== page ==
Background and purpose: Several promising non-pharmacological interventions have been developed to reduce acute pain in preterm infants including skin-to-skin contact between a mother and her infant. However, variability in physiological outcomes of existing studies on skin-to-skin makes it difficult to determine treatment effects of this naturalistic approach for the preterm infant. The aim of this study was to test the efficacy of mother and infant skin-to-skin contact during heel prick in premature infants.
Method: Fifty nine stable preterm infants (born at least 30 weeks gestational age) who were undergoing routine heel lance were randomly assigned to either 15 min of skin-to-skin contact before, during and following heel prick (n=31, treatment group), or to regular care (n=28, control group). Throughout the heel lance procedure, all infants were assessed for change in facial action (NFCS), behavioral state, crying, and heart rate.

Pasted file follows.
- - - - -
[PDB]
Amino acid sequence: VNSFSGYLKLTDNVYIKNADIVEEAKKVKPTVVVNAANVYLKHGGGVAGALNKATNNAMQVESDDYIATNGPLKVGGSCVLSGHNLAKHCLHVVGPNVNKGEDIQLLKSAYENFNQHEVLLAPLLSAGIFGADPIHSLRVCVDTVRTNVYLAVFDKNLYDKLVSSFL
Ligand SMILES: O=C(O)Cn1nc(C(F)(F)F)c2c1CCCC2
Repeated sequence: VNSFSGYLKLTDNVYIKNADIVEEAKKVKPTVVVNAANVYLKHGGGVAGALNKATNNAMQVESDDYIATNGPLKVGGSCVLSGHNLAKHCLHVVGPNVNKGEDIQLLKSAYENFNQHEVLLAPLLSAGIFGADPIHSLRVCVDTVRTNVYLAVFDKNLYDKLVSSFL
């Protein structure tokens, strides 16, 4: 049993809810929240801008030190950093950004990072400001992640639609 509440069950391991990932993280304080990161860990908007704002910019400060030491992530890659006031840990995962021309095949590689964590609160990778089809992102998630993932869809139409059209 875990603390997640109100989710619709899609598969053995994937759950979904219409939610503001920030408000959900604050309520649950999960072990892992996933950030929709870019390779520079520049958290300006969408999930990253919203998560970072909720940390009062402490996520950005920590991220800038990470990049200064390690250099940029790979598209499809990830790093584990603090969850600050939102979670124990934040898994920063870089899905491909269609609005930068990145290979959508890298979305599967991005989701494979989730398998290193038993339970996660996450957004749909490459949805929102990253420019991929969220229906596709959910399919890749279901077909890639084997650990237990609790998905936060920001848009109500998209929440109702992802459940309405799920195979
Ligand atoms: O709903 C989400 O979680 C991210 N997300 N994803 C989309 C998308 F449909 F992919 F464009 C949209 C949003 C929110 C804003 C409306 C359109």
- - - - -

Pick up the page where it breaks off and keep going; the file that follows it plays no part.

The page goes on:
Results: Statistically significant differences were noted between the treatment and control groups during the puncture, heel squeeze and the post phases of heel prick. Infants who received skin-to-skin contact were more likely to show lower NFCS scores throughout the procedure. Both groups of infants cried and showed increased heart rate during puncture and heel squeeze although changes in these measures were less for the treated infants.
Conclusions: Skin-to-skin contact promoted reduction in behavioral measures and less physiological increase during procedure. It is recommended that skin-to-skin contact be used as a non-pharmacologic intervention to relieve acute pain in stable premature infants born 30 weeks gestational age or older.